Eating at home is the obvious choice if you want more munch for your money.
How to stop eating at restaurants
Eating at home is healthier than eating at restaurants. So it’s time to cook for yourself.
Now, don’t overwhelm yourself.
You don’t need to go from eating at restaurants every day to pressing your own tortillas. Just cooking at home is a step in the right direction.
Even if you don’t prepare everything from scratch, cooking food at home gives you control over what you eat. Even if you decide to eat burgers and fries, you’re still making a better decision in regards to your health.
Follow a recipe
Think you can’t cook? Follow a recipe, they’re wonderful tools.
You’ll become a better cook by reading and following recipes. That’s how I learned. Recipes taught me how to combine foods and eventually create my own recipes. I learned patterns and recognized which ingredients worked best for my cravings.
You might not know every cooking technique. Who cares? I didn’t know what a julienne slice was. The more recipes I read and cook, the more cooking methods I learned. I discovered how to create different flavors and textures with my ingredients by using various cooking techniques.
Another advantage of recipes is they helped me cook meals on a regular basis. When I found recipes I enjoyed, I kept coming back to them. It’s not lazy to cook the same tasty meals and recipes over and over again – it’s smart. It gave me a quick idea for a meal when I was in a rush to eat. Some recipes, such as tostadas and baked potato wedges, I eat once a week.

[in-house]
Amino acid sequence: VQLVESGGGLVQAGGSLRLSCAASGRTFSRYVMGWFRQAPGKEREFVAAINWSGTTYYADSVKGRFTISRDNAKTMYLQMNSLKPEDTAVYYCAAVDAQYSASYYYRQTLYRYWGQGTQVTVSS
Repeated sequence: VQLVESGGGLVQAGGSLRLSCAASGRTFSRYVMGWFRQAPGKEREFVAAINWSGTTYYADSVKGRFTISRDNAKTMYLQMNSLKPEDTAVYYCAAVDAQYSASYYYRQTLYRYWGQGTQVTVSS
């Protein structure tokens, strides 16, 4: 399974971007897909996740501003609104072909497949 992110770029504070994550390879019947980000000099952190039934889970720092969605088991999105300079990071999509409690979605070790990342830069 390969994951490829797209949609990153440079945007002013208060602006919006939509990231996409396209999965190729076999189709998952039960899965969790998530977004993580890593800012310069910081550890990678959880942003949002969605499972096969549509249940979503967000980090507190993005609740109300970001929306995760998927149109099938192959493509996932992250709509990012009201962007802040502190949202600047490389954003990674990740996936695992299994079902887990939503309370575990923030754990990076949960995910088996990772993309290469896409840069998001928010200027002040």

There are thousands of recipes available online. Yummly, Pinterest, foodnetwork.com and food.com have extensive databases. They’re great places to start. And just FYI: I have recipes, too.
Most recipes online are free. I usually search for recipes by ingredients or cuisine.
Though I prefer digital recipes, you can also follow printed recipes. I’ve found free or low-cost printed recipes in newspapers and materials borrowed the library. Grocery stores often print out free recipes when they promote ingredients that are on sale.
Tools to begin cooking and eating at home
You’ll need a few tools to cook your meals. You don’t need every piece of equipment out there. Here are my kitchen basics I use on a regular basis:
- Cutting board
- Chef’s knife
- Serrated knife
- Egg flip
- Wooden spoon
- Food processor
- Electric fry pan
I also use my pressure cooker every day. It cooks my food quickly so I can spend less time in the kitchen. I love how I can cook brown rice or beans from scratch in less than 10 minutes.
Pressure cookers are pricier than most of the kitchen basics I recommend, yet they’ll save you both time and money. Once you start using one, you’ll wonder how you ever functioned without it.
Plus, they last a long time.
Let’s get started
Is eating at restaurants healthy? Not compared to the food you can cook at home from scratch.
Preparing your own food is work. Going out to eat and eating frozen dinners is easier than making your own. I understand.
On the other hand, I also understand investing in my body now will allow me more time to enjoy life in the future. Eating at restaurants gives short term pleasure, yet leads to long-term pain.
When I discovered how fun cooking can be, eating healthy was no longer a chore. I now look forward to being creative in the kitchen.
Try one of these easy recipes to get started:
Now get cookin’.
If you need more help on cooking healthy meals, reach out with your questions. I can teach you how to cook to lose weight and feed your body right.